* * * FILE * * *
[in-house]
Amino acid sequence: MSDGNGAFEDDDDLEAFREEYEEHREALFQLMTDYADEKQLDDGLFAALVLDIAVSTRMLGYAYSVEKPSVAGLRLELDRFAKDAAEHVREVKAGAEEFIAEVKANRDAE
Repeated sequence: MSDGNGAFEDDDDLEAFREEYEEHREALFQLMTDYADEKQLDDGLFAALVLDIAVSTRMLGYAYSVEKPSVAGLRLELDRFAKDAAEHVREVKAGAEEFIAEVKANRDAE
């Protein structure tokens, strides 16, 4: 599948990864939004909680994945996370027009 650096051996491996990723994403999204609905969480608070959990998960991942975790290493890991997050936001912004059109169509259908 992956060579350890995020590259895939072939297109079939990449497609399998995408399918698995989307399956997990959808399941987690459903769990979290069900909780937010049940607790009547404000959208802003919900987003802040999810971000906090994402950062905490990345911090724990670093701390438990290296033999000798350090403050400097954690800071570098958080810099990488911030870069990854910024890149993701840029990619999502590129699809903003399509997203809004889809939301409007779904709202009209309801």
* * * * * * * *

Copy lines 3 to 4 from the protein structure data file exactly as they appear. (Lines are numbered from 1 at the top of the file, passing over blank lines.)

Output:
Repeated sequence: MSDGNGAFEDDDDLEAFREEYEEHREALFQLMTDYADEKQLDDGLFAALVLDIAVSTRMLGYAYSVEKPSVAGLRLELDRFAKDAAEHVREVKAGAEEFIAEVKANRDAE
């Protein structure tokens, strides 16, 4: 599948990864939004909680994945996370027009 650096051996491996990723994403999204609905969480608070959990998960991942975790290493890991997050936001912004059109169509259908 992956060579350890995020590259895939072939297109079939990449497609399998995408399918698995989307399956997990959808399941987690459903769990979290069900909780937010049940607790009547404000959208802003919900987003802040999810971000906090994402950062905490990345911090724990670093701390438990290296033999000798350090403050400097954690800071570098958080810099990488911030870069990854910024890149993701840029990619999502590129699809903003399509997203809004889809939301409007779904709202009209309801």